Detectives investigating Mr Karmas' mystery disappearance on August 11 believe the popular father-of-three, who was last seen alive at Punchbowl, where he lived, has met with foul play.

The Sunday Telegraph can reveal that a blue Ford van seized by police early in the investigation has been forensically tested. It returned positive traces of bleach.

At the time of his disappearance, Mr Karmas, 52, was acting as an "unofficial mediator" in a dispute over a deceased estate.

Police confirmed the disagreement evolved out of a carve-up of the estate, involved two main parties -- and the last person to see Mr Karmas alive was linked to the dispute.

A man named thought to be the last person to see Mr Karmas alive, has told police that he had asked the handyman to come to his house to help move furniture, and saw him about 2.30pm on the day he vanished.

Mr Karmas, who went by the nickname "Sam", was regarded as a kind-hearted person, who was happy doing odd jobs in the area and had no known enemies, police said.

"We are focusing on a number of key individuals, including a person that Mr Karmas was assisting to move furniture on the day of the disappearance," Homicide Squad commander Mick Willing told The Sunday Telegraph.

Late last week, police divers scoured the Georges River after a tip-off that key evidence, including the possibility that Mr Karmas' body was dumped in the water.

Mr Willing said indicators, including the bleach traces found inside the van, lead to a high probability that Mr Karmas has met with foul play.

A second van -- a white Toyota -- was believed to be travelling with the blue Ford on August 11 and was photographed at a Moorebank tollbooth at 8.40pm heading westbound on the M5.

Police believe the vehicles were heading to either the Campbelltown area, or the Southern Highlands. Detectives have followed leads in both areas and have executed a search warrant on a house in Campbelltown connected to one of the persons of interest.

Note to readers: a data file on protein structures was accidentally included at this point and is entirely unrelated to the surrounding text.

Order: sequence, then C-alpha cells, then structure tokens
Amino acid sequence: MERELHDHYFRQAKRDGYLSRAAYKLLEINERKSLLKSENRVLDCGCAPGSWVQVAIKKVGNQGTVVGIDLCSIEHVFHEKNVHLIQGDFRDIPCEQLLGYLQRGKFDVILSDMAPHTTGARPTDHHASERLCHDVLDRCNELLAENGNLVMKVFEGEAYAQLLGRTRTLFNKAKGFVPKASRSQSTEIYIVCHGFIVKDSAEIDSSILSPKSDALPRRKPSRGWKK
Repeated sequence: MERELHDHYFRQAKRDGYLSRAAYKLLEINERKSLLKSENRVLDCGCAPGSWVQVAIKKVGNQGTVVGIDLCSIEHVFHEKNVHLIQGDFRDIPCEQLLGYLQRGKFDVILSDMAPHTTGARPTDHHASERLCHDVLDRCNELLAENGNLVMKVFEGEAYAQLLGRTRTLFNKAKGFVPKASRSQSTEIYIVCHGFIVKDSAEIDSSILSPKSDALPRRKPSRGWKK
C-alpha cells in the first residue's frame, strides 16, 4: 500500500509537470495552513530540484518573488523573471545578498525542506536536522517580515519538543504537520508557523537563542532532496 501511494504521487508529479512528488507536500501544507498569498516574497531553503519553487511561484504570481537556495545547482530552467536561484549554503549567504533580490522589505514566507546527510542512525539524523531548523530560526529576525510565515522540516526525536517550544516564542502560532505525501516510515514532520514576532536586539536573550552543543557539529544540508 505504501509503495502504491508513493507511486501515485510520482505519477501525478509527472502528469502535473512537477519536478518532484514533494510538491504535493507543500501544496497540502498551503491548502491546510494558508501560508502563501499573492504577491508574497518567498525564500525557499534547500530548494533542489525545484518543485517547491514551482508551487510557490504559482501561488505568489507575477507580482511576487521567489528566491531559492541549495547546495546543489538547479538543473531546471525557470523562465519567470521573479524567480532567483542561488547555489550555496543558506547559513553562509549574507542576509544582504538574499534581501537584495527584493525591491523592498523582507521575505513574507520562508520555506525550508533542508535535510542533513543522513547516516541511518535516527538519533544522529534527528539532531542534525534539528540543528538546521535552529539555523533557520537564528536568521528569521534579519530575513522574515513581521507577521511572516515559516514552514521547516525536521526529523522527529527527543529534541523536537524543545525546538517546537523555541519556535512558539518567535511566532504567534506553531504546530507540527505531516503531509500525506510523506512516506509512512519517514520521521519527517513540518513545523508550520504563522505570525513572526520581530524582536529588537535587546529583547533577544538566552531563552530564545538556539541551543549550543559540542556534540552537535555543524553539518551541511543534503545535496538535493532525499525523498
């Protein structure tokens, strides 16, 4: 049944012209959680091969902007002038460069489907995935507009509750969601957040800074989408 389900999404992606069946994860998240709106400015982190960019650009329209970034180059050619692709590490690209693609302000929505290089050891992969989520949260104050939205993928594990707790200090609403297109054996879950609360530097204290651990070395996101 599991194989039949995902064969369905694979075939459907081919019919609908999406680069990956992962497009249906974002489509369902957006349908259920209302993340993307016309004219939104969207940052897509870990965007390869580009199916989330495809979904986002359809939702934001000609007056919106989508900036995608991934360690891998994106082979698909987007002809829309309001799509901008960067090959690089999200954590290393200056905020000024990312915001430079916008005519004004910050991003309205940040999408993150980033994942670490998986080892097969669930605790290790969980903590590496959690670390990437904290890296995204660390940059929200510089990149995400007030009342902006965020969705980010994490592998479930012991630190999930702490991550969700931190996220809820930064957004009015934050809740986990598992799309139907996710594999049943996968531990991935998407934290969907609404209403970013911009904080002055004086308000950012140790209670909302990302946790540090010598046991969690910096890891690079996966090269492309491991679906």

"We believe that one (van) was following the other, heading to the Campbelltown area -- hence we searched the property at Campbelltown," Mr Willing said.

'Sam disappeared without a trace' says wife Jenny Karmas


ALMOST one year ago, Jenny Karmas came home to find her husband of 26 years had simply disappeared.

Every time I stand at my kitchen window, I see it: my husband Sam's boat. It was his dream to own one and I can still hear him asking, "Does anyone want to come out fishing with me?"

He loved to share his enjoyment of it, but I'll have to find a new home for it now because I don't think Sam will be using it again; 11 months ago, he walked out of our home, leaving the doors open and his wallet and keys on the bench, and never came back.

Life has been in limbo ever since. Whenever the phone rings, I wonder if it's the police with some news. We live in a safe, suburban area. Sam was a devoted husband and father, and a much-loved neighbour. I tell myself, "People like Sam don't mysteriously disappear. He'll walk back through that door one day." But he never does.


Some people live their whole lives without meeting someone as special as Sam. I was blessed. I met him at 18; he was pretty much my first boyfriend. Four years later, in 1985, we married and bought a two-bedroom house in Punchbowl, in south-west Sydney.

A self-employed builder, Sam could see its potential and we planned to make it bigger for when we had children.

We wasted no time starting a family. Rebecca was born in 1986, followed by Daniel three years later and Sarah a year after that. Sam was so proud of his children - he took photos when they scored goals in sporting matches, and when Rebecca was the first in the family to go to university, he had her degree printed onto a gold plaque.